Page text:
People use Dawn, mineral oil (in eyes, yes?), human hair products, etc. on dogs, so slamming a beneficial use of Nair is going a bit too far; they will most likely come out with the same one but labeled "for dogs" and put all the warnings/instructions, etc. on the label, and then what? Then we can blame people for not taking care and putting it down ear canals when they weren't supposed to, not watching when they WERE supposed to, etc. - the same as we know that people cooking dogs with heat dryers weren't providing adequate care.

Just sayin'....

dbarcreations<3westies
10-19-10, 11:53 AM
And of course they are opposed to using it on animals (even though the irony is that they probably used animals to test it before humans) - that and the "legally opposed" comment are CYA statements, pure and simple.

Ears create a vacuum? And have suction? Whew!!

.....

I was thinking the same thing...

Smart-n-Pretty
10-19-10, 03:31 PM
Debbie dogs, I was thinking everything you were saying. I was also thinking, "Down the ear canal? Like I said, some Dumas will probably do it wrong and blame the directions they did not read."

After further consideration, I really am beginning to feel persecuted regarding this subject and it doesn't help that the person who is worrying this subject like a dog with a bone is a well known author and a CMG. I wish I had NEVER posted that I used Nair once in 7 years, though I am still grateful to Debi Hiley for sharing the technique.

Gracy Rose
10-19-10, 04:10 PM
Debbiedog- I said "common practice" because that is how it was mentioned by the author of the Nair instructions. That was used as a counter point to being sued when something goes wrong.

I understand that companies need to "protect their ASSets"- and more than likely you are right to it being tested on animals BUT Companies want to make money. If there are new ways in which to use their products I am sure they support it BUT if they believe that it will cost them more in liability than asset than maybe, just maybe, that is why they oppose.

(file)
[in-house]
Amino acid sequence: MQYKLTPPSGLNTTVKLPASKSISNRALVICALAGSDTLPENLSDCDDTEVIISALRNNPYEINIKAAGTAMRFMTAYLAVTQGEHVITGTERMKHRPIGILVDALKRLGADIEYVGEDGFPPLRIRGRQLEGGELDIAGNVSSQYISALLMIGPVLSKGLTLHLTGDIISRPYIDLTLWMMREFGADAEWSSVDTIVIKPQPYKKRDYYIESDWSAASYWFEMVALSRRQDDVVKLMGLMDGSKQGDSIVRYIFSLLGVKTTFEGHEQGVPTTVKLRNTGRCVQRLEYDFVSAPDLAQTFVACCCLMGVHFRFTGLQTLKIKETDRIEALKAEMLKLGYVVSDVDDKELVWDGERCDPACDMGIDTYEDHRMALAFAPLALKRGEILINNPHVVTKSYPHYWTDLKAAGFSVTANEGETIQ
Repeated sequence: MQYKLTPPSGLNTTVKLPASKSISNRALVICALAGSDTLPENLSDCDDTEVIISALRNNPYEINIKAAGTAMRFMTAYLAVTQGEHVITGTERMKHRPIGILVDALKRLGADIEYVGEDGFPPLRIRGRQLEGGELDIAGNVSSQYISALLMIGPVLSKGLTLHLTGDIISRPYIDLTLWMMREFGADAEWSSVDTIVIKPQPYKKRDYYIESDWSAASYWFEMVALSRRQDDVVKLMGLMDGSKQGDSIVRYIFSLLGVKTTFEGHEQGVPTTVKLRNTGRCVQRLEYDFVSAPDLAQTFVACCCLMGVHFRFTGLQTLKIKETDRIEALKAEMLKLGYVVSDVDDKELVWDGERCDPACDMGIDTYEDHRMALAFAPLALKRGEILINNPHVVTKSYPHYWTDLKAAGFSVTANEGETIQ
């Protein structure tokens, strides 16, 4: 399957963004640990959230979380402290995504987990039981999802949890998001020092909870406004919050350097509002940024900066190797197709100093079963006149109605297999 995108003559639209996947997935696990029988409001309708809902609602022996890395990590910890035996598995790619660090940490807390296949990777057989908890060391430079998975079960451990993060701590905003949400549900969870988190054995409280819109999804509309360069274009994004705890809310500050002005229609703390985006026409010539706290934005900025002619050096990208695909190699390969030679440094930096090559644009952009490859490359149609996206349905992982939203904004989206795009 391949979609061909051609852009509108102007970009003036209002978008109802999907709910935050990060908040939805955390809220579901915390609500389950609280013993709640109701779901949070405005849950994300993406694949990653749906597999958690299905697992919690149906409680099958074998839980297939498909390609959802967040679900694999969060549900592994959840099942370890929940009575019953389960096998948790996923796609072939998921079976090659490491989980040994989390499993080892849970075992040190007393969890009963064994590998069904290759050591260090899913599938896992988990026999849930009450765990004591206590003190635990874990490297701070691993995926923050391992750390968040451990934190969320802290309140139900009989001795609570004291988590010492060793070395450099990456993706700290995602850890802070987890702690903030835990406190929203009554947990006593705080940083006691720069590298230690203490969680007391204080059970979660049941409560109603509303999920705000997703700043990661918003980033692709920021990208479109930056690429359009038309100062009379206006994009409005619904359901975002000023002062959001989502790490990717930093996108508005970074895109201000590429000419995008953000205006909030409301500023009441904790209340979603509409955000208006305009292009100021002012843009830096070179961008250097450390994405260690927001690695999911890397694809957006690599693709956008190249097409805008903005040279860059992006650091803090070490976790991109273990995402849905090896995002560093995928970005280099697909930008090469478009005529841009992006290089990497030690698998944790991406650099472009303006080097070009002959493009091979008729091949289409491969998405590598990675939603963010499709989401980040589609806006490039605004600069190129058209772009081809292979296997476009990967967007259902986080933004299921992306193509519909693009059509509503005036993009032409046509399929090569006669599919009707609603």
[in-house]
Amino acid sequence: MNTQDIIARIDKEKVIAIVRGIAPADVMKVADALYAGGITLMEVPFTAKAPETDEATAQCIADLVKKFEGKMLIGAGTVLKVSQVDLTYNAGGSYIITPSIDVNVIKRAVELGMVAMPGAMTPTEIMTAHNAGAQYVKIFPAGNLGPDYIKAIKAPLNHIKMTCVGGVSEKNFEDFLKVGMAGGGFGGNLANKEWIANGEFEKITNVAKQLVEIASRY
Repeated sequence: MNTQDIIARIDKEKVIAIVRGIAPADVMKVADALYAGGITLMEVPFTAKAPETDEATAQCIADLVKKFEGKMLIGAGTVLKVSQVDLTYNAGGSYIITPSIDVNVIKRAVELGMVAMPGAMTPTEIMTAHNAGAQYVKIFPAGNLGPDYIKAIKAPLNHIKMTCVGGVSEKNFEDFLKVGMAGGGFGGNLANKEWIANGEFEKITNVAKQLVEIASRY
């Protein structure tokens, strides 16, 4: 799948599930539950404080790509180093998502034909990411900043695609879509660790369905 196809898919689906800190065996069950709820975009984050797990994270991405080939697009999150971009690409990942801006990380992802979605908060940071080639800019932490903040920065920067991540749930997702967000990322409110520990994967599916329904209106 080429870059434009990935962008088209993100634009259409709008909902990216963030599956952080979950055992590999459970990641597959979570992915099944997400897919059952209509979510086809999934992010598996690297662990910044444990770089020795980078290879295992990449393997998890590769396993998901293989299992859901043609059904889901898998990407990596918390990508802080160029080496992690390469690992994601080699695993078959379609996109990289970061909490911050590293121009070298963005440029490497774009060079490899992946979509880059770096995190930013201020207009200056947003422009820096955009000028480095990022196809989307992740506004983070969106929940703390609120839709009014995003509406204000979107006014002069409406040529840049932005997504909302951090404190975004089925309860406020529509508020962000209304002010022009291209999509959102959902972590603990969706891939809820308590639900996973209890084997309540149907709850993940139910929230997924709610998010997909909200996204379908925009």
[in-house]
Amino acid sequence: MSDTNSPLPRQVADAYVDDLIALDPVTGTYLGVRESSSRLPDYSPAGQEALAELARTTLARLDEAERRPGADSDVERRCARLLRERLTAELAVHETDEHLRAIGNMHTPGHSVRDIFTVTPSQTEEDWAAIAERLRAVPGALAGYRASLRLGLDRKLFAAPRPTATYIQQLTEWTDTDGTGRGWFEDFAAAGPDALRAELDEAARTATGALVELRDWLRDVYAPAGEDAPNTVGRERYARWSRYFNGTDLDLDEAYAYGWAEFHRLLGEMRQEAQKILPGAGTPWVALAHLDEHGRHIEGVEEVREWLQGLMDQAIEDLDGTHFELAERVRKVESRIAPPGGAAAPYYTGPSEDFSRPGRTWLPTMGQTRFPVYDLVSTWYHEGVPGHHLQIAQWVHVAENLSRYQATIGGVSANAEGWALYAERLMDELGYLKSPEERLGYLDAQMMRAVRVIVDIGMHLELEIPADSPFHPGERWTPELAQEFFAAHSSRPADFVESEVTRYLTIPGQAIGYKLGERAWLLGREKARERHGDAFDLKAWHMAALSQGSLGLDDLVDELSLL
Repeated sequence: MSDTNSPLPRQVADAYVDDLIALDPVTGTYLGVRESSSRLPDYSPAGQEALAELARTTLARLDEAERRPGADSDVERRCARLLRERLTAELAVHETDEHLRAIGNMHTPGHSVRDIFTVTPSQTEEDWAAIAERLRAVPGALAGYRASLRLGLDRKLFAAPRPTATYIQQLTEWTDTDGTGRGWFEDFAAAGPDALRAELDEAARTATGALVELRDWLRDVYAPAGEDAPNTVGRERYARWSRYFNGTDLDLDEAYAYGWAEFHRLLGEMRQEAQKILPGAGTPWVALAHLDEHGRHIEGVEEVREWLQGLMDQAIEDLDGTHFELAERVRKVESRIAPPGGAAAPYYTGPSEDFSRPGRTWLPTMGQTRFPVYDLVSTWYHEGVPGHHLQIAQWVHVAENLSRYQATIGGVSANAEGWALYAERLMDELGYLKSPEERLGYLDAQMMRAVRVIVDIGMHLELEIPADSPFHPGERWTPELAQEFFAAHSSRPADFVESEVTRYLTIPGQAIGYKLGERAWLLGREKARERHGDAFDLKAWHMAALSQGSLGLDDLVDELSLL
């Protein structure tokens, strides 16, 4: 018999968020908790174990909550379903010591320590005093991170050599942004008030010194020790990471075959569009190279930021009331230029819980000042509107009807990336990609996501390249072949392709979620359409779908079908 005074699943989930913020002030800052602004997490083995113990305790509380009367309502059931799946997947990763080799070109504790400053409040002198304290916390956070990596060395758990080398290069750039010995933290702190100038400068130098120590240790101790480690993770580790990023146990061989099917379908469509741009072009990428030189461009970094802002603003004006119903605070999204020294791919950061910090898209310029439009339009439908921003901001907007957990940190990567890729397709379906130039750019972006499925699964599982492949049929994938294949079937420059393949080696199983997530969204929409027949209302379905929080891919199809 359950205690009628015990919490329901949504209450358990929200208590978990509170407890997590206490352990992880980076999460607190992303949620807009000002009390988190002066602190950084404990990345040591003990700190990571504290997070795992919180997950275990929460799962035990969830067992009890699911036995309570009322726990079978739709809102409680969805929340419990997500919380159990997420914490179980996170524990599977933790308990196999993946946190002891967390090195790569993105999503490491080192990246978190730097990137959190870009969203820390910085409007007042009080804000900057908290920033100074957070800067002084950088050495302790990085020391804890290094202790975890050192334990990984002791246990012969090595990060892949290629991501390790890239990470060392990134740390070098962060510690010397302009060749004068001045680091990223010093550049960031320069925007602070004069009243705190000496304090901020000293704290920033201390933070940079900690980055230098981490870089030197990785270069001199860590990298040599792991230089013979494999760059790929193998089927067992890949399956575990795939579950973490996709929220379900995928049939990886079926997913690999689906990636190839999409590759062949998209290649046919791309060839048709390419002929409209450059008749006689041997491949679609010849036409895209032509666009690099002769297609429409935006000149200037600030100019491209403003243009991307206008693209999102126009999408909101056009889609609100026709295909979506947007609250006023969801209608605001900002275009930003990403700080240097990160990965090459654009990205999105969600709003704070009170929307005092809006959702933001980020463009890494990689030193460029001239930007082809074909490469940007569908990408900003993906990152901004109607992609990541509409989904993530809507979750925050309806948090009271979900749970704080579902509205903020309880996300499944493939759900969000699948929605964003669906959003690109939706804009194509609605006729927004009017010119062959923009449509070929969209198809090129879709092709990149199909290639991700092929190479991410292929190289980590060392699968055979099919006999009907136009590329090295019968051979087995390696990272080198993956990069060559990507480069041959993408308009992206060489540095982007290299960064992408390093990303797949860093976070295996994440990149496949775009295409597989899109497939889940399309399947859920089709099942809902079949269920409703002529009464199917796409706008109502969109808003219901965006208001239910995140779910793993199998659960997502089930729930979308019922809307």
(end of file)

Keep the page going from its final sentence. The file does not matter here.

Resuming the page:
I tried to position my questions in a way that they would not feel that I was for nor against this method, although as most of you know I am STRONGLY opposed.

Ears do create a vacuum system this is why we have to "pop" our ears on airplanes and why divers have to be careful of the "bends" although I hadn't thought of it for dogs. So, I am not quite sure what you mean by ...whew- could you explain please?

Debbiedogs quote: You can't just use items that support your preference without noting the items that would counter it. That would be partial and biased, instead of thorough and rational.--
~I wrote my questions to be non-biased and seek information.
~ I believe that my questions to be quite rational and concise.
~I am trying to understand your meaning, are you saying that I didn't give them a list of items to counter their response or the reasons it is used?
~ I wasn't trying to be thorough with that letter I was trying to get a few questions answered.
~ Just in case you think I was biased by not including the "educational video" link to ChurchDwight, I have and referenced my case number. I will let you know as soon as I hear back.

As many of you know I am against this practice because it "chemically" burns off the hair (diluted or not). I won't even use them on me let alone my pet. But, I understand that many of you feel it is okay- I just wanted you to see both sides. Sometimes the easiest way out is not the safest way out.